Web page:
What Novella-in-Flash writers can learn from Joan Didion’s Play It As It Lays (1970)

Play it As it Lays by Joan Didion (New York: Farrar, Straus and Giroux, 1970; London: 4th Estate, 1998), pp.214

Subject Matter – Maria Wyeth is an actor, in her 30s, divorced from film director Carter Lang, and headed into a whirl of prescription drugs, alcohol and anorexia in a 1960s Hollywood of intoxicated, B-list parties and disillusioned romantic liaisons. The novel primarily describes the events that led up to Maria being treated in hospital following a breakdown, from which location she narrates the introductory chapter. It explores how Maria experiences “peril, unspeakable peril, in the everyday.” (p.100). An appealing cocktail of ennui, glamour, tragedy and spiky dialogue, depicting life on the margins of the movie industry. One of the classic novels – Time magazine included it in its list of the top 100 novels of all time.

Structure/Style – Compared to many “classic-form” novellas-in-flash, Play it As it Lays feels particularly novel-like. Over 200 pages, there are 87 chapters, varying in length from half a page to six pages. Some are impressionistic moments; others run in sequence, picking up where the previous one left off. Thus, not all the chapters are fully developed to become self-standing stories, and a narrative momentum builds that makes it feel close to being a continuous novel. Many chapter openings establish a strong sense of “joined-up-ness”, e.g.: “In November the heat broke, and Carter went to New York to cut the picture, and Maria still had the dream.” (p.98) The first chapter, a kind of prologue or introductory piece, runs to eight pages. It is written in the first person, as Maria recovers in hospital in Los Angeles. There follow two brief chapters also in first-person POV (spoken by other characters), and then there are 84 numbered chapters in close third person POV, following the events in Maria’s life leading up to her time in hospital. Even the longer chapters are broken into discrete sections or scenes, and chapter length overall feels deliberately varied– short follows longer, longer follows short etc. Dialogue, often full of conflict or tension, is used frequently throughout. Towards the end of the novel, the linear narration of Maria’s pre-hospital experiences breaks up slightly, as Didion deliciously delays (and prepares us for) a key plot event.

What can novella-in-flash writers learn from this book?

(1) Significant Events – Play it As it Lays is particularly dominated by two major plot events. The first begins to be announced on p.47 – roughly one quarter of the way through. At once, the whole novel’s energy lifts, and something is urgently at stake in the main character’s life. This plot ingredient casts a shadow over the next 100 pages. One could argue that that until p.47, the novel has almost meandered through the main character’s relationships and situation. Suddenly now, it catches fire, and everything changes. The other major plot point is actually referred to in passing in the second chapter, but isn’t shown happening in real-time until the penultimate chapter. Again, it’s a momentous event, and it retrospectively changes how we interpret the whole novel. Everything else – the divorce from her husband Carter, the casual affairs, the descents into drunkenness and self-medication, Maria’s half-hearted Hollywood career, her eventual breakdown and hospitalisation – does matter, but these ingredients almost feel like supporting context for the two major plot points that shape the meaning of the novel.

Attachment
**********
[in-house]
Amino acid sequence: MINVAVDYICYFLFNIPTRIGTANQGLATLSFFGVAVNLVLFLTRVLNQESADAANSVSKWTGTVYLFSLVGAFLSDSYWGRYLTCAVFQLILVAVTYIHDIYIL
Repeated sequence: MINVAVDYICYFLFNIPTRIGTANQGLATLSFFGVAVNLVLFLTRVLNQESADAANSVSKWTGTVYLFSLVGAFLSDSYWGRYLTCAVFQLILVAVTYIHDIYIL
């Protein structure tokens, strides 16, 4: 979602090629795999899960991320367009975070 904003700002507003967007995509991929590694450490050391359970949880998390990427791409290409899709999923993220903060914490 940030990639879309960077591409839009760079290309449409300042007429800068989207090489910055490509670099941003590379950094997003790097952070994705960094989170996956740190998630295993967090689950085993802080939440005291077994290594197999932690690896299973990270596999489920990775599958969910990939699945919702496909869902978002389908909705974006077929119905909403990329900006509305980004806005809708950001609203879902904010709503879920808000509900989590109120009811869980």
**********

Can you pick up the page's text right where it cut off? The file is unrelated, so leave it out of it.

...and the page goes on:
• Invitation: Depending, of course, on the kind of novella-in-flash/novel-in-flash you want to write, might you include one or two seismic plot events that irrevocably change the course of your story? And is there enough at stake yet, in your story situation (again, depending on the aims of your novella)?

(2) Cast of Secondary Characters – Didion locates her central character in a web of relationships – there are at least eight significant secondary characters, each with desires that compete with Maria’s, values that conflict, and motives that tug her in different directions. Didion keeps three prominent secondary characters close to the centre, repeatedly returning to their relationship with Maria over time. But at least five other minor characters still have a significant effect upon Maria. Each of them is prodding her, provoking her, telling her how to live or wanting something from her. Dynamic energy arises from this – and it’s a testament to Didion’s skill that, within 200 pages, she conjures Maria’s network distinctly and somehow keeps a grip on all the moving parts.

  • Invitation: Do your secondary characters crave something from your main character(s), and if so – what? Without overloading your novella, would it help to establish some conflicting desires in your story situation, a tangle of motives and values surrounding your main character(s)?

(3) Dysfunctional main character? – Maria Wyeth is a zone of turmoil: a jumble of addiction, anorexia, sleeplessness, and avoidance of responsibility in work and relationships. She goes AWOL while filming, she vomits drunkenly into a friend’s lap, she casually sleeps with people without being fully present to the experience. Didion is a writer unafraid to explore demons and dysfunctionality, and yet she still salvages something positive and admirable in Maria by the close of the book.

  • Invitation: What elements of vulnerability could you explore within your main character(s)? Would it help the story to make them damaged, in some way? Alternatively, if your characters do feel like a wreckage, what positive qualities can you salvage?

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